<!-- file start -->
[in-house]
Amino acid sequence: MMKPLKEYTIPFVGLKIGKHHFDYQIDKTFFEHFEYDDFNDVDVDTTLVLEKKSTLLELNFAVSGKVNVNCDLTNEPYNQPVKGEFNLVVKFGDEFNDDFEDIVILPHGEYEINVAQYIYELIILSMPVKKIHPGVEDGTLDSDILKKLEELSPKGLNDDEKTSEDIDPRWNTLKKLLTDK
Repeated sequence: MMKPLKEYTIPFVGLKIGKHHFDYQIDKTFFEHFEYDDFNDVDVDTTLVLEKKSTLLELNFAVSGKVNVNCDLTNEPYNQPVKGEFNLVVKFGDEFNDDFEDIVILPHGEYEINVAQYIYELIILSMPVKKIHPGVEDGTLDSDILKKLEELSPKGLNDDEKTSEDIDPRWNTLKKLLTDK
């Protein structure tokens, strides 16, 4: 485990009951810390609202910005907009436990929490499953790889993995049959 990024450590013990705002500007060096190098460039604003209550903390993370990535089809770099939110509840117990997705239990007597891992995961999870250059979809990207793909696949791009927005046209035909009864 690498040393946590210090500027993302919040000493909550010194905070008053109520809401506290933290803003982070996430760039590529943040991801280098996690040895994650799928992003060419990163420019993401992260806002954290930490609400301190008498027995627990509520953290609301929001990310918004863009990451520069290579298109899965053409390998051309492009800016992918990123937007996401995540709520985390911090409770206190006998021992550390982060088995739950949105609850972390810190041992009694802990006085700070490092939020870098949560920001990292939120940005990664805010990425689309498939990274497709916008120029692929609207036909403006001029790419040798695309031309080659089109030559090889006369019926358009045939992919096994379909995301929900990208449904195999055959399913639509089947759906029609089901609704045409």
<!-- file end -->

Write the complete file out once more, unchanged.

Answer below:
[in-house]
Amino acid sequence: MMKPLKEYTIPFVGLKIGKHHFDYQIDKTFFEHFEYDDFNDVDVDTTLVLEKKSTLLELNFAVSGKVNVNCDLTNEPYNQPVKGEFNLVVKFGDEFNDDFEDIVILPHGEYEINVAQYIYELIILSMPVKKIHPGVEDGTLDSDILKKLEELSPKGLNDDEKTSEDIDPRWNTLKKLLTDK
Repeated sequence: MMKPLKEYTIPFVGLKIGKHHFDYQIDKTFFEHFEYDDFNDVDVDTTLVLEKKSTLLELNFAVSGKVNVNCDLTNEPYNQPVKGEFNLVVKFGDEFNDDFEDIVILPHGEYEINVAQYIYELIILSMPVKKIHPGVEDGTLDSDILKKLEELSPKGLNDDEKTSEDIDPRWNTLKKLLTDK
């Protein structure tokens, strides 16, 4: 485990009951810390609202910005907009436990929490499953790889993995049959 990024450590013990705002500007060096190098460039604003209550903390993370990535089809770099939110509840117990997705239990007597891992995961999870250059979809990207793909696949791009927005046209035909009864 690498040393946590210090500027993302919040000493909550010194905070008053109520809401506290933290803003982070996430760039590529943040991801280098996690040895994650799928992003060419990163420019993401992260806002954290930490609400301190008498027995627990509520953290609301929001990310918004863009990451520069290579298109899965053409390998051309492009800016992918990123937007996401995540709520985390911090409770206190006998021992550390982060088995739950949105609850972390810190041992009694802990006085700070490092939020870098949560920001990292939120940005990664805010990425689309498939990274497709916008120029692929609207036909403006001029790419040798695309031309080659089109030559090889006369019926358009045939992919096994379909995301929900990208449904195999055959399913639509089947759906029609089901609704045409």